The railway primary school I attended was staffed by ladies many of whom lived in the railway colony itself. And quite a few of these dear aunties were Christians who attended church. There was Mrs Newbolt the Headmistress, fair, tall and aloof. Then there was Miss Clifford who taught us Social Studies, Mrs Joseph, Mrs Cecil, and others, many of them familiar to us as members of St Andrew’s Church. Each Sunday the crisp morning air of the colony echoed with the toll of the bell high up on the steeple. Jangle-jangle chimed the bell, while families dressed in Sunday best would be seen walking up the driveway for morning worship. Many a young lad like me stood watching spellbound as Musa, the sexton, tugged at the cable that hung down, causing the huge bell atop the church to swing giving out a rhythmic musical peal.
The bell atop St Andrew’s tolled twice each week, one for morning service, the other for evensong. Morning service was always more formal and was attended by the cream of the congregation. There were the Browns and Benjamins and their sons, the Josephs, Cecils, and Amarnaths. After-church gatherings in the church premises were tinged with a butterfly touch when the men gathered in small groups lost in profound conversation, while the womenfolk flitted about speaking in low whispers, letting out occasional giggles. Some folks like the Chandis kept out of the general talk; they preferred to keep aloof, standing quietly beside their car.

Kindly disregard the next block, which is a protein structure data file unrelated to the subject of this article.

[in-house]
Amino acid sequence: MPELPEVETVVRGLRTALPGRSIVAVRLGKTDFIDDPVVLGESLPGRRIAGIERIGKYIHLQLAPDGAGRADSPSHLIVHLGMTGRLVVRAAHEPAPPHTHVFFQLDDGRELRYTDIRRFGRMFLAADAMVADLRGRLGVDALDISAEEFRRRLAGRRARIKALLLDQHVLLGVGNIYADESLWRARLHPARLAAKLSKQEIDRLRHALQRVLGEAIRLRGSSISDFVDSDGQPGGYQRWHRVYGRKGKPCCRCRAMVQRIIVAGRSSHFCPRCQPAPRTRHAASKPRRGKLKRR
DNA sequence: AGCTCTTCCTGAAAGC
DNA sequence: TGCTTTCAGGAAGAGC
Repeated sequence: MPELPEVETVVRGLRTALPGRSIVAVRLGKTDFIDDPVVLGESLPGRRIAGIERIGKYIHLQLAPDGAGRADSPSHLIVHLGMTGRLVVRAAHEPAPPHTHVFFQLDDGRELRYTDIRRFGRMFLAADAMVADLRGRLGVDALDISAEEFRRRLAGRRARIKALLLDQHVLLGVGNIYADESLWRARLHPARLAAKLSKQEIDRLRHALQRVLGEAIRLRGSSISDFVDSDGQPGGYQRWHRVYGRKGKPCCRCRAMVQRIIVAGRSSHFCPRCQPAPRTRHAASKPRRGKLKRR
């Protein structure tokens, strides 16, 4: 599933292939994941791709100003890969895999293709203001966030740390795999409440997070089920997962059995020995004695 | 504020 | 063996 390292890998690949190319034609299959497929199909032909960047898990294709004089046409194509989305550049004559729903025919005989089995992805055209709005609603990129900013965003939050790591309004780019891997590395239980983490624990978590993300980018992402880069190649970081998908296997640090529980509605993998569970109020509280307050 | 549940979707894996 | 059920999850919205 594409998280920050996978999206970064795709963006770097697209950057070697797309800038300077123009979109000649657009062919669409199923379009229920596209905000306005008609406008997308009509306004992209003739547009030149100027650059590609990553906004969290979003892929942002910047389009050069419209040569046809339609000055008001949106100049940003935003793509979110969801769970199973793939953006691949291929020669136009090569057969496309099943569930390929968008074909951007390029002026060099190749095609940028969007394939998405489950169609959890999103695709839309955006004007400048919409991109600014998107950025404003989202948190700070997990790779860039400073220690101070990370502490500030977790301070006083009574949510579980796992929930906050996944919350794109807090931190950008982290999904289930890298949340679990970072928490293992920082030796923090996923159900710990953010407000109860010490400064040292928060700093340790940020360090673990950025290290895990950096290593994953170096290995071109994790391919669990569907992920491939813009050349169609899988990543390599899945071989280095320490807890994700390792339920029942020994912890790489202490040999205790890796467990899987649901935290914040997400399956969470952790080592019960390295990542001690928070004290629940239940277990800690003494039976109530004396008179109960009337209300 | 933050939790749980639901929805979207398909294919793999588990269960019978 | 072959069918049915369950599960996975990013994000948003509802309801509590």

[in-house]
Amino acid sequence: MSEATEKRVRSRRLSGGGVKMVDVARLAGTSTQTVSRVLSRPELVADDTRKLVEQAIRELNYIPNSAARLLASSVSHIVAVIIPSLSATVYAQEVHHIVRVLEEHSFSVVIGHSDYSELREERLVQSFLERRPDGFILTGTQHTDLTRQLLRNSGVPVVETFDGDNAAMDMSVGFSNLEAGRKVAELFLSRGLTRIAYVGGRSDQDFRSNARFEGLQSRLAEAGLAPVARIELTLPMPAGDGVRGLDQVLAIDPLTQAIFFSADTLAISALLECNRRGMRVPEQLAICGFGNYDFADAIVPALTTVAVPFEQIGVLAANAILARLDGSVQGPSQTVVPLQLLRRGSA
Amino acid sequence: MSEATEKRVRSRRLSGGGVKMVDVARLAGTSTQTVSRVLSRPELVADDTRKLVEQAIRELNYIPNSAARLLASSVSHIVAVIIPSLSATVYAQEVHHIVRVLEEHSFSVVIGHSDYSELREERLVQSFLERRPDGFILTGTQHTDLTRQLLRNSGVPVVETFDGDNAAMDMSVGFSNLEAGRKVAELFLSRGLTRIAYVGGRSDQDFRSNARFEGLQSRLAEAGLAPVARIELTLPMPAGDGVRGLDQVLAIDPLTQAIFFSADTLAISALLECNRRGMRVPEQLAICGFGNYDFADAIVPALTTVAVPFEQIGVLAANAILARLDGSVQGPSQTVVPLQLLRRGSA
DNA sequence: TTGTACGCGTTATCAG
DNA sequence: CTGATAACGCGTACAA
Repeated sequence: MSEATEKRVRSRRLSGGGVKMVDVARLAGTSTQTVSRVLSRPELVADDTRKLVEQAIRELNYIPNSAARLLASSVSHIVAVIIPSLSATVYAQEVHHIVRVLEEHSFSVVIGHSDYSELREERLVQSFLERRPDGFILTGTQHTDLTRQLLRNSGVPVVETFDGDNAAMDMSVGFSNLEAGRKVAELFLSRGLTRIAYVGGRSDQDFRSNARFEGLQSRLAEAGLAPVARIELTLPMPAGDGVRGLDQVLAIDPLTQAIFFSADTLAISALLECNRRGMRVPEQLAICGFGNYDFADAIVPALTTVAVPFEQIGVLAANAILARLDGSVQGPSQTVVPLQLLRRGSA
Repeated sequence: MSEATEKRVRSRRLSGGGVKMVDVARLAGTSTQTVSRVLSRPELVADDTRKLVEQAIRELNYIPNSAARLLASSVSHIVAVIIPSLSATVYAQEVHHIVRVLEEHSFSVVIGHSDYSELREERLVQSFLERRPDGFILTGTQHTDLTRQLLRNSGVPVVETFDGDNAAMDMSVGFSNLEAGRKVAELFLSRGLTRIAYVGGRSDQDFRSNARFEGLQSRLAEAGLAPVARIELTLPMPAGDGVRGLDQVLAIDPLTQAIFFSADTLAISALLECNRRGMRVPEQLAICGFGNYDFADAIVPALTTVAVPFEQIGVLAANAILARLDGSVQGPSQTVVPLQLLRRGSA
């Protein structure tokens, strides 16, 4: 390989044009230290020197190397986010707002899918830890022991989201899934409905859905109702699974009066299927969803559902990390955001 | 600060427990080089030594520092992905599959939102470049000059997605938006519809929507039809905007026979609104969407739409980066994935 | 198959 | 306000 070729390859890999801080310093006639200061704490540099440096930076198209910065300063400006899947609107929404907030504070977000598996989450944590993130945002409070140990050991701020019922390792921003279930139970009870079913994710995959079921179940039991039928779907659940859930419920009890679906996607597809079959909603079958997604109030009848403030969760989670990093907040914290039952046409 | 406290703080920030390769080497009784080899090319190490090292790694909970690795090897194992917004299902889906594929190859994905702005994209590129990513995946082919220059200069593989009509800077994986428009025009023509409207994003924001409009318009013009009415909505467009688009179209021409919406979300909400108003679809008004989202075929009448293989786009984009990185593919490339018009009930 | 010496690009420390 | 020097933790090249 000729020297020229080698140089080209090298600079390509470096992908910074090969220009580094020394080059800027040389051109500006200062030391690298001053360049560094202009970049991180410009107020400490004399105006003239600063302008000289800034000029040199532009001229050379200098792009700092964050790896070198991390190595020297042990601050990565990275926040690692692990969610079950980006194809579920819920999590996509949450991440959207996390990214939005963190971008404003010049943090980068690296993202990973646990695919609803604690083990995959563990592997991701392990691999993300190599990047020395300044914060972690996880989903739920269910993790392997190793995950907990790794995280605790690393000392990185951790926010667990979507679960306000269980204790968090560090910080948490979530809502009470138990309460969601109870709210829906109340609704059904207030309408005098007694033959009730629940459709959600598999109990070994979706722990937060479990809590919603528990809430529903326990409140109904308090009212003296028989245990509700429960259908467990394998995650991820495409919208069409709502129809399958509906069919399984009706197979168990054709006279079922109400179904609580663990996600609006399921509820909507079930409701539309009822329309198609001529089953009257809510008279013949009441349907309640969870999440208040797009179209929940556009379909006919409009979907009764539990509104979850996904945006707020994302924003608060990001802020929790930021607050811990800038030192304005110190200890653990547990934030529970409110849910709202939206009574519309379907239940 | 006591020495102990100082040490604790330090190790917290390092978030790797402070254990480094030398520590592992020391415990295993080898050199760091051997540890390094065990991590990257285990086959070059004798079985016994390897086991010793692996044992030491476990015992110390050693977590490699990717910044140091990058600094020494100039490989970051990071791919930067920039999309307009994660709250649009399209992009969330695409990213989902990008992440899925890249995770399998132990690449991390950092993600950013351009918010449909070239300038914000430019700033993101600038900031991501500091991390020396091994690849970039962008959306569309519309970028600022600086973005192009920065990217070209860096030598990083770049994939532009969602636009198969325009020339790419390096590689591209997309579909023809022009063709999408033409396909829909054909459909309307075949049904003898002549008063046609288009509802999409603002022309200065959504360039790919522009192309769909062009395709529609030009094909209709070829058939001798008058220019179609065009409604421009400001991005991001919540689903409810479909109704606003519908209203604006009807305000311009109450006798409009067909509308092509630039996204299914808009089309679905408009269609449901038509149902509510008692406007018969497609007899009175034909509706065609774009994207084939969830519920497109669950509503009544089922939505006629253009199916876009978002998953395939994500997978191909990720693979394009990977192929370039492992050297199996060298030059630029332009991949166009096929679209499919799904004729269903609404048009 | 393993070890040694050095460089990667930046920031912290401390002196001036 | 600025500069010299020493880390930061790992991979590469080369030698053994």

The seven years we lived in this town in eastern U.P. saw a succession of parsons who held charge over St Andrew’s, beginning with the quiet Pastor Lall, followed by Rev Baldeo, Pitamber and others. Week after week these men watched over their flock, expounding the Word for all, exhorting men to turn back from the world and its ways and follow the path of honesty and godliness. Occasionally, a guest speaker would be called in to preach. I can still remember the clear tones of the Reverend William Paul, an English missionary, speaking out from the pulpit on one occasion. Lean, tall and fair, Reverend Paul was a much loved figure in Gorakhpur. He lived in an old style bungalow in Basaratpur, and we had the pleasure of having him in our home a few times accompanied by his Canadian wife.
Having stayed in India for years, Paul finally had to prepare to return to England. We went to see him in Basaratpur and found his wife had laid out several articles on a table to be given away to friends for a small price. Mother bought some cutlery, and several cut glass bowls. Then there was an old Viewmaster with several reels that we took home with us.